The Tripura tribals have their own dialect called the “Kak-Barak” dialect, which is of Burmese origin. However, this dialect does not have all the characteristics of a complete language. After independence Bengali was replaced by Hindi or English. Under the regime of the Left Front government, the communist leaders, in an effort to materialize their separatist designs, recognized the Kak-Barak dialect as the official state language. They imposed this dialect, which is spoken by 700,000 tribals, on the 1,750,000 Bengali people in the state. Thus, the communists dealt a severe blow to the cultural synthesis which had been taking place between the original Bengalees and the tribals in Tripura for the previous several hundred years.

During the ancient Hindu, Buddhist, Pathan and Mughal periods, and even in the British period, Tripura was economically self-sufficient, but Tripura’s economy received a severe set back with the partition of Bengal in 1947. According to the decision of the Radcliffe Commission, the part of Tripura rich in agricultural potentialities was included in East Pakistan, and the other part, consisting of hills, forests and jungles, was given to the Indian Union. Thus, in the constitutional structure of the Indian Union, the hilly, undeveloped areas took the shape of the economically shattered state of present-day Tripura.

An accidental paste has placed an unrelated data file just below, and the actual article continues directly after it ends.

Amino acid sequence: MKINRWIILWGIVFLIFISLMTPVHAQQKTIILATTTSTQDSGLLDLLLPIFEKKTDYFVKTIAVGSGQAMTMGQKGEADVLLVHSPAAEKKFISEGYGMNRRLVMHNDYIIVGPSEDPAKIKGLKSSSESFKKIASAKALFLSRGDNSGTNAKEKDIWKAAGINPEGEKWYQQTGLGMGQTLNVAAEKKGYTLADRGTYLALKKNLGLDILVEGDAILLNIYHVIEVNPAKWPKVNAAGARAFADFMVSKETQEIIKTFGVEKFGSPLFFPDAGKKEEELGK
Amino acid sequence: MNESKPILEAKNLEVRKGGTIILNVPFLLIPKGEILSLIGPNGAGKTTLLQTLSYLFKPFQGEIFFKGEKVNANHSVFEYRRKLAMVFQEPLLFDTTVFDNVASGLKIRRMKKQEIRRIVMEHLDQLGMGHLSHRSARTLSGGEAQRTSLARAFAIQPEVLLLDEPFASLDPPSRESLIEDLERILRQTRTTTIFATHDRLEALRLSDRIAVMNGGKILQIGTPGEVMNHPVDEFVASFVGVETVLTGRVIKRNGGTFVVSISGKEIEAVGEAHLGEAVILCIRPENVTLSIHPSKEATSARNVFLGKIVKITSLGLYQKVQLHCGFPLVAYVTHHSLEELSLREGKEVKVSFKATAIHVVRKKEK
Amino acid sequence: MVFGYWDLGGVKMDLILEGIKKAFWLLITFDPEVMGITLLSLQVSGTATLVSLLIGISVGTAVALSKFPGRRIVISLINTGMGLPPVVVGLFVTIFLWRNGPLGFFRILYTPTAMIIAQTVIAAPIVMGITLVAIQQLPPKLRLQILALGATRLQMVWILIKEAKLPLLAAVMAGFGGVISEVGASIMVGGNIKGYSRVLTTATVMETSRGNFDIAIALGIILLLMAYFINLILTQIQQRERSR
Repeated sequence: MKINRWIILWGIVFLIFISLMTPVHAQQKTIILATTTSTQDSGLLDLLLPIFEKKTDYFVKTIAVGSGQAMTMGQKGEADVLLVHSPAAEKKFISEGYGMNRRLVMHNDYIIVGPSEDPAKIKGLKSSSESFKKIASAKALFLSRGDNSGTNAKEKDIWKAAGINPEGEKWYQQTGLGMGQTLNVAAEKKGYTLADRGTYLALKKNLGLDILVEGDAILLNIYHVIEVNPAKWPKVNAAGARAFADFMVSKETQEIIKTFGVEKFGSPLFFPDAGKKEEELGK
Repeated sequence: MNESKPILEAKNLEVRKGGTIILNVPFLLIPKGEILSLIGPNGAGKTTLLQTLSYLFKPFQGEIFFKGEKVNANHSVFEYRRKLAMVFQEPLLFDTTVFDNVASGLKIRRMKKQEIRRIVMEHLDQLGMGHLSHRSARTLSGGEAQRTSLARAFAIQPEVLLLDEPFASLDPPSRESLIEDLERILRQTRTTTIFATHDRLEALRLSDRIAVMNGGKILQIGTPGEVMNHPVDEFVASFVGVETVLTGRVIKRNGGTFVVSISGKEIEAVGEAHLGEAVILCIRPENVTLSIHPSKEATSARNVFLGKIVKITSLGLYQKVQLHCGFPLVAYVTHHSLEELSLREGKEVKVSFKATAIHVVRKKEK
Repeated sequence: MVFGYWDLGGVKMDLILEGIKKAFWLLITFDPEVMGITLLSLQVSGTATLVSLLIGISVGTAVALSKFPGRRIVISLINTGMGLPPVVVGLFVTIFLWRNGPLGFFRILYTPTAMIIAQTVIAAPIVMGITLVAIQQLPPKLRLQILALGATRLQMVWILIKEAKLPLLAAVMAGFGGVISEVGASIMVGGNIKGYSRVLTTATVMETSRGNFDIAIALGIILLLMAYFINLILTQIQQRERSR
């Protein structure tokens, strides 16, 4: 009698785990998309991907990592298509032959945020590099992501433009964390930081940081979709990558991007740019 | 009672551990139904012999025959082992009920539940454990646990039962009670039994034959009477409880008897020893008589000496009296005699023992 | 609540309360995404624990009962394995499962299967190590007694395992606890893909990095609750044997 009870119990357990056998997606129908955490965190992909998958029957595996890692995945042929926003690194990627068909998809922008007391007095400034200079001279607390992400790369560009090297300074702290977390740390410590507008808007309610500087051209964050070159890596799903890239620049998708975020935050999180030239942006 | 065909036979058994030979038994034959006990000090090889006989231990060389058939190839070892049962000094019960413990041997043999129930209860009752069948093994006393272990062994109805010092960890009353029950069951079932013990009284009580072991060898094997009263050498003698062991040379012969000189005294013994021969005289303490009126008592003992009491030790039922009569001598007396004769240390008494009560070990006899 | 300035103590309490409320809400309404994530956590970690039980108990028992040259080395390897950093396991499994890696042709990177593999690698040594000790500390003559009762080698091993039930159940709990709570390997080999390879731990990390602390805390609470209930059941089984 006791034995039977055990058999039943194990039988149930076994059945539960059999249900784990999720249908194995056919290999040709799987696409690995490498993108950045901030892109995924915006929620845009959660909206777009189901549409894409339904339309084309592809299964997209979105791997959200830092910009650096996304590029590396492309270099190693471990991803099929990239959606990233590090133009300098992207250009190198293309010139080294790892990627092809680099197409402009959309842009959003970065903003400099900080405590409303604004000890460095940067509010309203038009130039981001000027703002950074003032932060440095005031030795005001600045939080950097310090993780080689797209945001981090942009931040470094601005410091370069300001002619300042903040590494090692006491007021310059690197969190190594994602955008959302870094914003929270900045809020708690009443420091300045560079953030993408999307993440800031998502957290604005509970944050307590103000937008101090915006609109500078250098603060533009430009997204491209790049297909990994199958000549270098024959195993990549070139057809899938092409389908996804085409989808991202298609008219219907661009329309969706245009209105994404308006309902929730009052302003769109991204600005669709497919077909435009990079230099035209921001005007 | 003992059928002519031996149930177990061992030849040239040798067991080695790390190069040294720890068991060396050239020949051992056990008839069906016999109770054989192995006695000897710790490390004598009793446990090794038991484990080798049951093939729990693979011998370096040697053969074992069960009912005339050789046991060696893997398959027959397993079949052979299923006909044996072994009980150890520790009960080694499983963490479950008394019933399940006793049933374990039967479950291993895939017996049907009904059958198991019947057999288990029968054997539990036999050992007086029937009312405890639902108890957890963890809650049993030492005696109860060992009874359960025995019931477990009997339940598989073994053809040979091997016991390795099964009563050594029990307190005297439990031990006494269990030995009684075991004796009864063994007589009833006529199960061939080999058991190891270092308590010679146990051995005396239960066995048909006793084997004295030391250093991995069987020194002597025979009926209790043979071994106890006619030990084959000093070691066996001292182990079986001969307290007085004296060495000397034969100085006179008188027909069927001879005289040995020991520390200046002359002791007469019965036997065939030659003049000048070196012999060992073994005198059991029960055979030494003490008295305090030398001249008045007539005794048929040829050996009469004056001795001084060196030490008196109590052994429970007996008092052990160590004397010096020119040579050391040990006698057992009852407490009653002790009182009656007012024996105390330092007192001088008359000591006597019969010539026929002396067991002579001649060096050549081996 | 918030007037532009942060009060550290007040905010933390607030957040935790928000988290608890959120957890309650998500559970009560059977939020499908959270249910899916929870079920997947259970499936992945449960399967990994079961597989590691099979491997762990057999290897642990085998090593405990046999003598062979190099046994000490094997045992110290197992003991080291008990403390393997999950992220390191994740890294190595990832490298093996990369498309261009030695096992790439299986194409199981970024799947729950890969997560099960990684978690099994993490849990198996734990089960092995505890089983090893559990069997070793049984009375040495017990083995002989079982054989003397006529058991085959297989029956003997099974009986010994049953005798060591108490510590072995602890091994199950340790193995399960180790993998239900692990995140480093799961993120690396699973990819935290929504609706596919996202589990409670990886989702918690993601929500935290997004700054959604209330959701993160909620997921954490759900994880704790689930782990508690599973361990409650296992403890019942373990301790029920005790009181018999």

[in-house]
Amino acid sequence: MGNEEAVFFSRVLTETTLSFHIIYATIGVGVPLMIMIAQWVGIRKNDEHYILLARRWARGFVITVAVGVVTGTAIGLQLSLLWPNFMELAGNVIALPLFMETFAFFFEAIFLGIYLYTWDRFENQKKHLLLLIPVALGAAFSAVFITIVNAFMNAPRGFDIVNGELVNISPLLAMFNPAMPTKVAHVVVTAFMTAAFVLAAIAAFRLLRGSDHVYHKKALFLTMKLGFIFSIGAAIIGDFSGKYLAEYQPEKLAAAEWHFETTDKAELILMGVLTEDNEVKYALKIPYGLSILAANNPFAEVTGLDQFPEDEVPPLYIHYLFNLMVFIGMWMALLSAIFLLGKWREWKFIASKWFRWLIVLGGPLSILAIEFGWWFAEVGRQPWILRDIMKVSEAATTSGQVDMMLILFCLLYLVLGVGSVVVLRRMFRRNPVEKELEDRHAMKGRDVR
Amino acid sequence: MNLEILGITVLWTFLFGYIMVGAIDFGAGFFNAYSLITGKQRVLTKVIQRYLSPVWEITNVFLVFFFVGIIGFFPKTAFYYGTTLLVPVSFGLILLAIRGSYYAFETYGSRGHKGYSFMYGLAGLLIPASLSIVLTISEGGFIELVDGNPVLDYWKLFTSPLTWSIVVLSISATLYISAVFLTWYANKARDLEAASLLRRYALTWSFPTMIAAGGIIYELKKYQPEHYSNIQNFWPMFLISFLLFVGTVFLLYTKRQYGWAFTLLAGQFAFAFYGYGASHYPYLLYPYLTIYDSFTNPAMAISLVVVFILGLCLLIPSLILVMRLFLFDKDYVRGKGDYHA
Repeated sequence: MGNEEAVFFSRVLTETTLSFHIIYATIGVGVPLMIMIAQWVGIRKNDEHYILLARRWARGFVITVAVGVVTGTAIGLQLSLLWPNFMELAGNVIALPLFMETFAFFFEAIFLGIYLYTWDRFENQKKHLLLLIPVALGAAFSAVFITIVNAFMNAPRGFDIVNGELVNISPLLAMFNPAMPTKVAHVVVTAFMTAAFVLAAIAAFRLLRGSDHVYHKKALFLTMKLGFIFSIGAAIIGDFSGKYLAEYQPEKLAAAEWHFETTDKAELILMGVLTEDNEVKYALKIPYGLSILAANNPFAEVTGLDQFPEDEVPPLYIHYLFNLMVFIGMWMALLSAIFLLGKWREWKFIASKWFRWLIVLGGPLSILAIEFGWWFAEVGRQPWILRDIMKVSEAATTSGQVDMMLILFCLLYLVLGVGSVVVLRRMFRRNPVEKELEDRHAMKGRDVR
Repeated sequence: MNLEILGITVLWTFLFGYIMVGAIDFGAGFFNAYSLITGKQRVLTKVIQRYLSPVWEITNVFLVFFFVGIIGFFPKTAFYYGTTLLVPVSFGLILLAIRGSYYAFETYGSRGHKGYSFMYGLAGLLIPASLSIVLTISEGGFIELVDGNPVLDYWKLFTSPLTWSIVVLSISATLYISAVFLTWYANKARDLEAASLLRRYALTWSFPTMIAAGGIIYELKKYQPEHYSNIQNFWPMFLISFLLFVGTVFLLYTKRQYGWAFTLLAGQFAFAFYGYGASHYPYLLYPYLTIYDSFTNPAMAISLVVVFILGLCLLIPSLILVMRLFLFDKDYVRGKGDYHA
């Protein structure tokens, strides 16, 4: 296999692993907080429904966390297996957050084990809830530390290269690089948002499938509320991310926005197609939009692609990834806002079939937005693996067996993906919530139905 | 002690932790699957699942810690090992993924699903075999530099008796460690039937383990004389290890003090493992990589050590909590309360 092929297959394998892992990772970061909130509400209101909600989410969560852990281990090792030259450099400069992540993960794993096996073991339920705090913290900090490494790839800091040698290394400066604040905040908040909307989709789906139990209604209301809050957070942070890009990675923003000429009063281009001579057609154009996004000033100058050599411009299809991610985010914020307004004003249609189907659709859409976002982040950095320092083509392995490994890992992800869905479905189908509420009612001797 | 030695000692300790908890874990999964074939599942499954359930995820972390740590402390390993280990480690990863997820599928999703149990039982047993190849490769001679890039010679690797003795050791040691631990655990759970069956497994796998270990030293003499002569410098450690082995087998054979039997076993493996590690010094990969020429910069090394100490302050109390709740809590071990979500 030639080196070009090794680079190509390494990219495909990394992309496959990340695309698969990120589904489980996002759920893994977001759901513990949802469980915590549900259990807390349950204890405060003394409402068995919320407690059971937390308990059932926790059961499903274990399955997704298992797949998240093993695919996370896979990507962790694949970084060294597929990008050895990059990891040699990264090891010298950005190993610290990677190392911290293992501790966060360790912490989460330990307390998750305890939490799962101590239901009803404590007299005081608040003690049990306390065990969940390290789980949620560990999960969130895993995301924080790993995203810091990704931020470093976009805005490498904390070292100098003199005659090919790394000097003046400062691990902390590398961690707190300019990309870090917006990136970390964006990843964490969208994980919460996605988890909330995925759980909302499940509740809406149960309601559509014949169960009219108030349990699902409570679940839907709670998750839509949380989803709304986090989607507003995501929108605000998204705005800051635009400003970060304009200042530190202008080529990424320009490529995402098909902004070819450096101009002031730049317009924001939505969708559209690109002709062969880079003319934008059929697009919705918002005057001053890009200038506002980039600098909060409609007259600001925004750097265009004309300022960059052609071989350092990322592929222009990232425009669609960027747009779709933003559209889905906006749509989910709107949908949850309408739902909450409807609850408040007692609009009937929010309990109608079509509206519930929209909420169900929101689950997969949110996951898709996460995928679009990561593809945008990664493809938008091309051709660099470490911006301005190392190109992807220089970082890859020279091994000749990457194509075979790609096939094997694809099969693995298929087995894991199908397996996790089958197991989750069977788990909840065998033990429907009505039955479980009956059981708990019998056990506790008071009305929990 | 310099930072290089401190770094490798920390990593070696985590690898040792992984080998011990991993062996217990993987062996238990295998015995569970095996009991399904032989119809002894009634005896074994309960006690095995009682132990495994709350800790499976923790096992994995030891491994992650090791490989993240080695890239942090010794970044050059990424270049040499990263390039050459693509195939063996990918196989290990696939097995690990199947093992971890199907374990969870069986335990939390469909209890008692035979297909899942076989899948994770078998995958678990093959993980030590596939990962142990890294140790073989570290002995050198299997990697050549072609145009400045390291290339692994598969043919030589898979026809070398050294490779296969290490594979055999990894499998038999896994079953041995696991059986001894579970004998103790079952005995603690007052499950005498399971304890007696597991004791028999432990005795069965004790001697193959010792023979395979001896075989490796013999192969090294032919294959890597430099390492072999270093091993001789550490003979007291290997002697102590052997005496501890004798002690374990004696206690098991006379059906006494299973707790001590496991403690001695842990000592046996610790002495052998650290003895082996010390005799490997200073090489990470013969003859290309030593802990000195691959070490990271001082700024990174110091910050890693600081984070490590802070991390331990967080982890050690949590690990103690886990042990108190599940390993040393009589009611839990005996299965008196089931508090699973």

Since independence, Tripura has fallen prey to negligence, deprivation and exploitation. In the interests of Indian capitalism, Tripura has been kept at the mercy of the central government, and has barely been able to maintain its existence. Now the abject poverty of the 2,450,000 people of Tripura has become a weapon in the hands of the political parties in the state, who try to use it for their own political gain. Severe economic insecurity and an atmosphere of political violence have been deliberately encouraged in Tripura to check the awakening political consciousness of the people. Tripura has been forced to pass through many traumatic and violent events because of the manipulation of political leaders. In addition, nearly seventy percent of Tripura’s land has been distributed among the 700,000 tribals through the Autonomous District Council Act, depriving many of the 1,750,000 Bengali people of land. The present situation in the state is the result of a far-reaching anti-Bengali campaign by the central government and an anti-national, separatist conspiracy by the communists in Tripura.